Institut de Bioenginyeria de Catalunya and University of Cordoba presented a study about using artificial smell to control food quality

Researchers from Institut de Bioenginyeria de Catalunya (IBEC), in collaboration with the University of Cordoba, recently published a study where they develop protocols that optimize the use of a technique capable of analysing, at the molecular level, substances present in the aroma of food, managing to differentiate samples of ham from Iberian pigs fed with acorn or feed. This new approach, which uses artificial intelligence to analyse the data, will simplify the analysis of aromas, and can be very useful to determine the traceability and quality of food, and fight against fraud.

Food aroma is one of the main indicators of its quality and can also provide information regarding the stages of production. The analysis of aromas using modern techniques offers alternatives to human evaluation and is a robust and reliable tool for detecting fraud, as frequently detected for example in the Iberian ham, olive oil, honey or wine markets.

One of the most powerful and promising techniques in the field of aroma characterization in food is gas chromatography-ion mobility spectrometry (GC-IMS), which is fast, effective, economical, and easy to transport. Despite its multiple advantages, the analysis of the raw data generated with this methodology is highly complex, which ends up limiting and complicating its use.

Now, researchers led by Dr. Santiago Marco, head of the Signal and information Processing for Sensing Systems at IBEC, together with researchers from the University of Córdoba led by Dr. Lourdes Arce, have developed new procedures for the analysis of GC-IMS data from aromas in food, opening the possibility to build tailored analyzers to check the quality and authenticity of high value food products.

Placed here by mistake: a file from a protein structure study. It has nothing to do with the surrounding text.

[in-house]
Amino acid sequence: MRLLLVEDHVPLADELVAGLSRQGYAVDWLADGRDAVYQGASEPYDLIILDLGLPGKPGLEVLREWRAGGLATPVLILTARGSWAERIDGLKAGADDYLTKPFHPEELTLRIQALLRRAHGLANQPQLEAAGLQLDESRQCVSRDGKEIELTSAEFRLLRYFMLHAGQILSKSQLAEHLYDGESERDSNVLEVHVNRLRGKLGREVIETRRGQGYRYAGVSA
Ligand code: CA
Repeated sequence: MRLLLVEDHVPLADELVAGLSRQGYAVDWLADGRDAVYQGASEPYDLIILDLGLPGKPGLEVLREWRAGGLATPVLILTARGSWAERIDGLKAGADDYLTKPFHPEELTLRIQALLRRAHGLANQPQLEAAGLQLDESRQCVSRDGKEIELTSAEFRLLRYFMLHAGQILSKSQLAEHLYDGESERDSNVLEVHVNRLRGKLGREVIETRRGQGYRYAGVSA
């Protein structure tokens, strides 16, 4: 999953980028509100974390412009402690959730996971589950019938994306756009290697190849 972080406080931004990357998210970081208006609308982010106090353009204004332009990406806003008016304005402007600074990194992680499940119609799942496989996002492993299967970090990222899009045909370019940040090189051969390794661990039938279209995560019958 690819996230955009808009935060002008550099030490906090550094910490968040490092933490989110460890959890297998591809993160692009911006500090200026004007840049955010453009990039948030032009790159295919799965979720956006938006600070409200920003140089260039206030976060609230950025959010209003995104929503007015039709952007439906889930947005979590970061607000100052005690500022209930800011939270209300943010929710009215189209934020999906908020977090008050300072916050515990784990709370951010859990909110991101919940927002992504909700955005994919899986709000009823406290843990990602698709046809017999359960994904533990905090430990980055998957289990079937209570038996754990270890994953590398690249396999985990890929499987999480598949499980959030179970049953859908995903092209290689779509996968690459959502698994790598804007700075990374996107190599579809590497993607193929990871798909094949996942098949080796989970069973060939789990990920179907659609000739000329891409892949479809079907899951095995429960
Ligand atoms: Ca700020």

In this work, recently published in the journal Sensors, researchers present a methodology going from the processing of raw data to the final characterization of the sample, and to validate the method they have been able to predict the pig feeding regime (acorn or feed) from samples of Iberian ham.

Currently, in the food industry, aroma analysis is done mainly through human panels, with experts trained in the identification and classification of certain aromatic characteristics. However, it is an expensive and highly subjective methodology, which makes difficult the reproducibility and reliability of the results.
An alternative is the use of instruments and methodologies that analyse the chemical composition of the sample, providing detailed and reliable information of certain aroma.

As a hybrid technique, GC-IMS provides many advantages, but it also generates highly complex data containing thousands of signals that require extensive pre-processing and sophisticated extraction of information regarding the aroma characteristics.

That is why researchers and engineers propose now a complete workflow, which goes from the analysis of the samples (sampling and GC-IMS protocol) to the interpretation of the data (data pre-processing and artificial intelligence), improving both, the quality of the data and the final detection of volatile compounds.

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